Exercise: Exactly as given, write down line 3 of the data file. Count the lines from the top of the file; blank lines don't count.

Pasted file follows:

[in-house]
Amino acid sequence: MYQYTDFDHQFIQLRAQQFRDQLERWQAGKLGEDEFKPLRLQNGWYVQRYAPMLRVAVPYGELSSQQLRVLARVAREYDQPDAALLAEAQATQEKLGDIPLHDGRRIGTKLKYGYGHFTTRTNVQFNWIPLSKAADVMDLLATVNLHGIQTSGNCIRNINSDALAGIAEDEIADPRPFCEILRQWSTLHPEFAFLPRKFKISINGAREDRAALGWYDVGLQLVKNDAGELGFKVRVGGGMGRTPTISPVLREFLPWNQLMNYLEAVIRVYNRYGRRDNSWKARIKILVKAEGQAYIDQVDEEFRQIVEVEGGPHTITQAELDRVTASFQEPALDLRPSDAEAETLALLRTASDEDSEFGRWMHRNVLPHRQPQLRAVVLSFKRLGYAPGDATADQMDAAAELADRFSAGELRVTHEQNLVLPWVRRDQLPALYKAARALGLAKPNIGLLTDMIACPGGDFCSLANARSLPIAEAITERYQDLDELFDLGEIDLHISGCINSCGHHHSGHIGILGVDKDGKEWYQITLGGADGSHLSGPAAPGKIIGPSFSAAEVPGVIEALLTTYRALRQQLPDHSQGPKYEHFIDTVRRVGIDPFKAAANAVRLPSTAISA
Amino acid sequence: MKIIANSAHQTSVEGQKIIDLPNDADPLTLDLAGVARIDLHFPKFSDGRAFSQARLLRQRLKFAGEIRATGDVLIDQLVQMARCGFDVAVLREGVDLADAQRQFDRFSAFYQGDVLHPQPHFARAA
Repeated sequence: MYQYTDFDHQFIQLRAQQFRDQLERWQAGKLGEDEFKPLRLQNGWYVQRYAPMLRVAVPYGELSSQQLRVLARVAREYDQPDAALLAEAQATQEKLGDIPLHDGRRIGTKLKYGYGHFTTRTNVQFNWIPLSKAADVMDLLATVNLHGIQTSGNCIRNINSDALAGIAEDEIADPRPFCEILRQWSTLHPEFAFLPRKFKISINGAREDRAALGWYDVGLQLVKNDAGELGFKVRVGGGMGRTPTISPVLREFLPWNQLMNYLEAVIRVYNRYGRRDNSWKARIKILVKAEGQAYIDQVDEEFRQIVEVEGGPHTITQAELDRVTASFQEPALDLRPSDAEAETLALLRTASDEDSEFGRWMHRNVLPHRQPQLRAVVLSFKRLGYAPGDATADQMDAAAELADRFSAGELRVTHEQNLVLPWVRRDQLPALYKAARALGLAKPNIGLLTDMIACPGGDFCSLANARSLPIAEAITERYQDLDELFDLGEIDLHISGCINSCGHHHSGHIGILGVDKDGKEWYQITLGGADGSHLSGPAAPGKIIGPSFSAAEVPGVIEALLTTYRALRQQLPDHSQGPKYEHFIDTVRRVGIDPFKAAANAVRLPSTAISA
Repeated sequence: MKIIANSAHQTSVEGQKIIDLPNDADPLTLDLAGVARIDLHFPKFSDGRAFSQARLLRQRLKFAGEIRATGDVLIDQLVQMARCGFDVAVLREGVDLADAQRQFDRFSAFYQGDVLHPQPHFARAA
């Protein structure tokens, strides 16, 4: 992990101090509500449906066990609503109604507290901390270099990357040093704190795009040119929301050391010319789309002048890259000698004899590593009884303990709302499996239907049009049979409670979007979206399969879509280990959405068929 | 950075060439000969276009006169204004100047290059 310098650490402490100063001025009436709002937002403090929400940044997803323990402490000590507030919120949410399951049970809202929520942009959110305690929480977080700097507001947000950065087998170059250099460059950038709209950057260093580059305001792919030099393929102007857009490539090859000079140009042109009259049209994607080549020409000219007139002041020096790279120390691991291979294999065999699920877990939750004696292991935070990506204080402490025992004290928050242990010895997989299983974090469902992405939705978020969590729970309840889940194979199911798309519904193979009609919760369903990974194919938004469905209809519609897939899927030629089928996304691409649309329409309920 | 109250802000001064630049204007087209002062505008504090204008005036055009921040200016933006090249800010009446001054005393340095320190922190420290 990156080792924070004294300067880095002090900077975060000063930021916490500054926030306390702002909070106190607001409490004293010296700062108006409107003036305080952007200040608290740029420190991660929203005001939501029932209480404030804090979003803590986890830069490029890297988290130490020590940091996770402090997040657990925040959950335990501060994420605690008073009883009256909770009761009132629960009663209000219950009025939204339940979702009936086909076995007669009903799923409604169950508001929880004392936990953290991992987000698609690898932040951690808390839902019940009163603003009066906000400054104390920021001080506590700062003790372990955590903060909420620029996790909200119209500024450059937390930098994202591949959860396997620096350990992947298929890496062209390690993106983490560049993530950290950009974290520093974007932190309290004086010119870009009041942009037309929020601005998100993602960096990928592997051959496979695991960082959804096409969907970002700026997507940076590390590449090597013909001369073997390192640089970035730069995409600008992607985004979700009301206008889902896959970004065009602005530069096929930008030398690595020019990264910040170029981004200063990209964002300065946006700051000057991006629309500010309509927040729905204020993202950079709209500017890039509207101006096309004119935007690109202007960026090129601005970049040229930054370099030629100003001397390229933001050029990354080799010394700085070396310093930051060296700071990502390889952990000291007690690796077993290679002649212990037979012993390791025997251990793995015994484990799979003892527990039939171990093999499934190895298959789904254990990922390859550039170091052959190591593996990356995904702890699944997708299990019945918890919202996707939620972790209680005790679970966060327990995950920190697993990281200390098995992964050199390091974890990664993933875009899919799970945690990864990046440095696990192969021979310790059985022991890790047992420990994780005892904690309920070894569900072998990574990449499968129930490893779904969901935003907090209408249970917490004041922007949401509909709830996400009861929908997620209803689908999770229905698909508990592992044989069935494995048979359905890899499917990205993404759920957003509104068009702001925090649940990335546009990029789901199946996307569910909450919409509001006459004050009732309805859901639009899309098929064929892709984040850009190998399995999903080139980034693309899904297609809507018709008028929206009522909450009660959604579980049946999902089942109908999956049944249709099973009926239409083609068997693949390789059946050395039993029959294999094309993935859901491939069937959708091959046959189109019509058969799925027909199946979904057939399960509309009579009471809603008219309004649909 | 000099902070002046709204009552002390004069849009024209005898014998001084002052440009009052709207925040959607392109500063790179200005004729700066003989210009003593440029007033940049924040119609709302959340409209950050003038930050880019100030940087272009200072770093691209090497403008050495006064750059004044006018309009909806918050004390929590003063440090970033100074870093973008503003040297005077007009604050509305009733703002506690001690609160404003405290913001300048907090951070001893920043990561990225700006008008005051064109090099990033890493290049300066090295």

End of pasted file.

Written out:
Amino acid sequence: MKIIANSAHQTSVEGQKIIDLPNDADPLTLDLAGVARIDLHFPKFSDGRAFSQARLLRQRLKFAGEIRATGDVLIDQLVQMARCGFDVAVLREGVDLADAQRQFDRFSAFYQGDVLHPQPHFARAA